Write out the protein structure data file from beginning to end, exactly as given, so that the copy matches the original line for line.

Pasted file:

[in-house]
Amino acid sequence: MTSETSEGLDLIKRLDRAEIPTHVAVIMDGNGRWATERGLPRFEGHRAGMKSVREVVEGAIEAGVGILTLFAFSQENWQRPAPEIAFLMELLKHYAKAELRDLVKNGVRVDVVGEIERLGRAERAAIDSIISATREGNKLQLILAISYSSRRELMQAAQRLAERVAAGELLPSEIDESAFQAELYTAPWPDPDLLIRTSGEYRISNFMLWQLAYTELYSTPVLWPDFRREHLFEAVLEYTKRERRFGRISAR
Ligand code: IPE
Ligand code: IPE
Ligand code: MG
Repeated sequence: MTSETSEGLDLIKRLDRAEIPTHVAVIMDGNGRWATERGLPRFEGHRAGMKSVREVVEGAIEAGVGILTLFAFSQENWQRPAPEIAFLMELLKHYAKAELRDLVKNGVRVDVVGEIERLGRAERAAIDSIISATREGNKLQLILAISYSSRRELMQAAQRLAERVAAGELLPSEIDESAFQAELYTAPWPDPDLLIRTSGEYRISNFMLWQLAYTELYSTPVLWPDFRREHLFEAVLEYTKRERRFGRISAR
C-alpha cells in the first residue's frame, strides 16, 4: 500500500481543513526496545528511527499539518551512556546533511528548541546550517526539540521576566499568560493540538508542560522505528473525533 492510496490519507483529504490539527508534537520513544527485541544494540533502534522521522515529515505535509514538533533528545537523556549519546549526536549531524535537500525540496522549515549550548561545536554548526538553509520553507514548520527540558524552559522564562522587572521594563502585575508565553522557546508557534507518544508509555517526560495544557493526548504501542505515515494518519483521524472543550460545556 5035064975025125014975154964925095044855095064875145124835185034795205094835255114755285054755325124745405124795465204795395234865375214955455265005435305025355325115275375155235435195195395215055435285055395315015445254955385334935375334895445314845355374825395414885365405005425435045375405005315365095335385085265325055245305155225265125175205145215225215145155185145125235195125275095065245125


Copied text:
[in-house]
Amino acid sequence: MTSETSEGLDLIKRLDRAEIPTHVAVIMDGNGRWATERGLPRFEGHRAGMKSVREVVEGAIEAGVGILTLFAFSQENWQRPAPEIAFLMELLKHYAKAELRDLVKNGVRVDVVGEIERLGRAERAAIDSIISATREGNKLQLILAISYSSRRELMQAAQRLAERVAAGELLPSEIDESAFQAELYTAPWPDPDLLIRTSGEYRISNFMLWQLAYTELYSTPVLWPDFRREHLFEAVLEYTKRERRFGRISAR
Ligand code: IPE
Ligand code: IPE
Ligand code: MG
Repeated sequence: MTSETSEGLDLIKRLDRAEIPTHVAVIMDGNGRWATERGLPRFEGHRAGMKSVREVVEGAIEAGVGILTLFAFSQENWQRPAPEIAFLMELLKHYAKAELRDLVKNGVRVDVVGEIERLGRAERAAIDSIISATREGNKLQLILAISYSSRRELMQAAQRLAERVAAGELLPSEIDESAFQAELYTAPWPDPDLLIRTSGEYRISNFMLWQLAYTELYSTPVLWPDFRREHLFEAVLEYTKRERRFGRISAR
C-alpha cells in the first residue's frame, strides 16, 4: 500500500481543513526496545528511527499539518551512556546533511528548541546550517526539540521576566499568560493540538508542560522505528473525533 492510496490519507483529504490539527508534537520513544527485541544494540533502534522521522515529515505535509514538533533528545537523556549519546549526536549531524535537500525540496522549515549550548561545536554548526538553509520553507514548520527540558524552559522564562522587572521594563502585575508565553522557546508557534507518544508509555517526560495544557493526548504501542505515515494518519483521524472543550460545556 5035064975025125014975154964925095044855095064875145124835185034795205094835255114755285054755325124745405124795465204795395234865375214955455265005435305025355325115275375155235435195195395215055435285055395315015445254955385334935375334895445314845355374825395414885365405005425435045375405005315365095335385085265325055245305155225265125175205145215225215145155185145125235195125275095065245125